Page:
an uproar over sth, an uproar about sth → une vague de protestations à propos de qch

uproar

nAufruhr m, → Tumult m; he tried to make himself heard above the uproarer versuchte, sich über den Lärm hinweg verständlich zu machen; at this there was uproar, this caused an uproardas verursachte einen (wahren) Aufruhr or Tumult; the whole room/town was in uproarder ganze Saal/die ganze Stadt war in Aufruhr

uproar

[ˈʌpˌrɔːʳ] ntrambusto, clamore m
the whole place was in uproar → c'era un gran baccano

uproar

(ˈaproː) noun
(an outbreak of) noise, shouting etc. The whole town was in (an) uproar after the football team's victory.
upˈroarious adjective
very noisy, especially with much laughter. The team were given an uproarious welcome.
upˈroariously adverb
References in classic literature ?
Attributing this to the continuous uproar of the thunder they pushed at one of the doors, which yielded.
Our friend Charley, after disturbing the household with beat of drum and riotous shouts, races up and down the staircase, overturning of chairs, and much other uproar, began to feel the quiet and confinement within doors intolerable.
The noise and uproar were on the increase every moment.
That greeting was, indeed, a frightful outburst of sound, the uproar of the carnivora cage when the step of the bucket-bearing keeper is heard in the distance.
Keeping up this noise, tumult, and uproar, they came to where Sancho stood dazed and bewildered by what he saw and heard, and as they approached one of them called out to him, "Arm at once, your lordship, if you would not have yourself destroyed and the whole island lost.
So they did not abstain; and, in the midst of the uproar, there was a frightful concert of blasphemies and enormities of all the unbridled tongues, the tongues of clerks and students restrained during the rest of the year, by the fear of the hot iron of Saint Louis.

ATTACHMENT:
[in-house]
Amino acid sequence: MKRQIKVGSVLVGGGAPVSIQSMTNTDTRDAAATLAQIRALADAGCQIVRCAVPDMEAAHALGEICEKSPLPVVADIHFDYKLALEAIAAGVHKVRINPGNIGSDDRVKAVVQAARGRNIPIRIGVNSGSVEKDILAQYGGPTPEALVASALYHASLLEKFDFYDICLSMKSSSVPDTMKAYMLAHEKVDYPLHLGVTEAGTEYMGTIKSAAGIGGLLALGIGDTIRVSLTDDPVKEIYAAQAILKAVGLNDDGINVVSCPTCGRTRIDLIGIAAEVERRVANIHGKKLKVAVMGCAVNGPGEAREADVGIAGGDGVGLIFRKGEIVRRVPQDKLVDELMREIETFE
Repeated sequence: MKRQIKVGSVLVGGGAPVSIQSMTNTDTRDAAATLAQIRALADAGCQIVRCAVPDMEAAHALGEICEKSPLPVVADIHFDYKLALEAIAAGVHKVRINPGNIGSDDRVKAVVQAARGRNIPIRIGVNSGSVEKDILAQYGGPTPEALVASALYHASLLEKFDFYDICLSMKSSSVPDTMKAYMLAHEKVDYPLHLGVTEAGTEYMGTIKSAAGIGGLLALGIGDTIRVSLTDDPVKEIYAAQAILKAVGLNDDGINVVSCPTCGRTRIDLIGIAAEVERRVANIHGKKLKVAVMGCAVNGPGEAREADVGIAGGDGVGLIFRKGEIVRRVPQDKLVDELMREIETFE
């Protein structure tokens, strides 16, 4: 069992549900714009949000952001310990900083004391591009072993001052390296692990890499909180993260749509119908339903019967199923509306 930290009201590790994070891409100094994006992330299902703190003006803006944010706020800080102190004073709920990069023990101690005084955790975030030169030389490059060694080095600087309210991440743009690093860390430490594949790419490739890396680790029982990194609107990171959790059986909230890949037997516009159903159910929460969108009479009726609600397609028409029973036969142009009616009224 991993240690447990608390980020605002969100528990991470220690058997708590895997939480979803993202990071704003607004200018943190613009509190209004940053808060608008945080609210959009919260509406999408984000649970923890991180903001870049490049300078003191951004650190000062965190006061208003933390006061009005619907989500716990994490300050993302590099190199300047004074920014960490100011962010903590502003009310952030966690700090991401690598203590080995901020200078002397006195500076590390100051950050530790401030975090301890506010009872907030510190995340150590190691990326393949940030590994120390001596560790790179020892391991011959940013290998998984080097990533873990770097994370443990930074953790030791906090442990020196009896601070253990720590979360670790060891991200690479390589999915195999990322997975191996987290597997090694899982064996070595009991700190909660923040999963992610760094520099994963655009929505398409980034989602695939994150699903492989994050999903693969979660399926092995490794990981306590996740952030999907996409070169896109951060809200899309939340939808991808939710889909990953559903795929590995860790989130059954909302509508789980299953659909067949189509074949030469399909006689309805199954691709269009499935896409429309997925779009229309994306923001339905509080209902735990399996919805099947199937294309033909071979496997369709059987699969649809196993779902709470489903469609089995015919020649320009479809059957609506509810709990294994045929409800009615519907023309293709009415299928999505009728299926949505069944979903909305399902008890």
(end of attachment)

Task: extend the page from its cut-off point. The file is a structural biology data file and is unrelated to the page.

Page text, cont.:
During the entire incident his shouts and curses were heard, as if through an enveloping uproar of such sounds of rage and fury as I had never heard from the throat of man or brute!
It was a scene of indescribable confusion and uproar.
As the flakes that fall thick upon a winter's day, when Jove is minded to snow and to display these his arrows to mankind--he lulls the wind to rest, and snows hour after hour till he has buried the tops of the high mountains, the headlands that jut into the sea, the grassy plains, and the tilled fields of men; the snow lies deep upon the forelands, and havens of the grey sea, but the waves as they come rolling in stay it that it can come no further, though all else is wrapped as with a mantle, so heavy are the heavens with snow--even thus thickly did the stones fall on one side and on the other, some thrown at the Trojans, and some by the Trojans at the Achaeans; and the whole wall was in an uproar.
Scarce had the last deep "amen" broken from the Company, when, in an instant, there rose the scream of a hundred bugles, with the deep rolling of drums and the clashing of cymbals, all sounding together in one deafening uproar.
The uproar being at once converted to applause, he invited Chromatistes, the leader of the Sedition, into the centre of the hall, to receive in the name of his followers the submission of the Hierarchy.
I am, perhaps, unduly sensitive, but I confess that the idea of being suddenly spilt into an infuriated ocean in the midst of darkness and uproar affected me always with a sensation of shrinking distaste.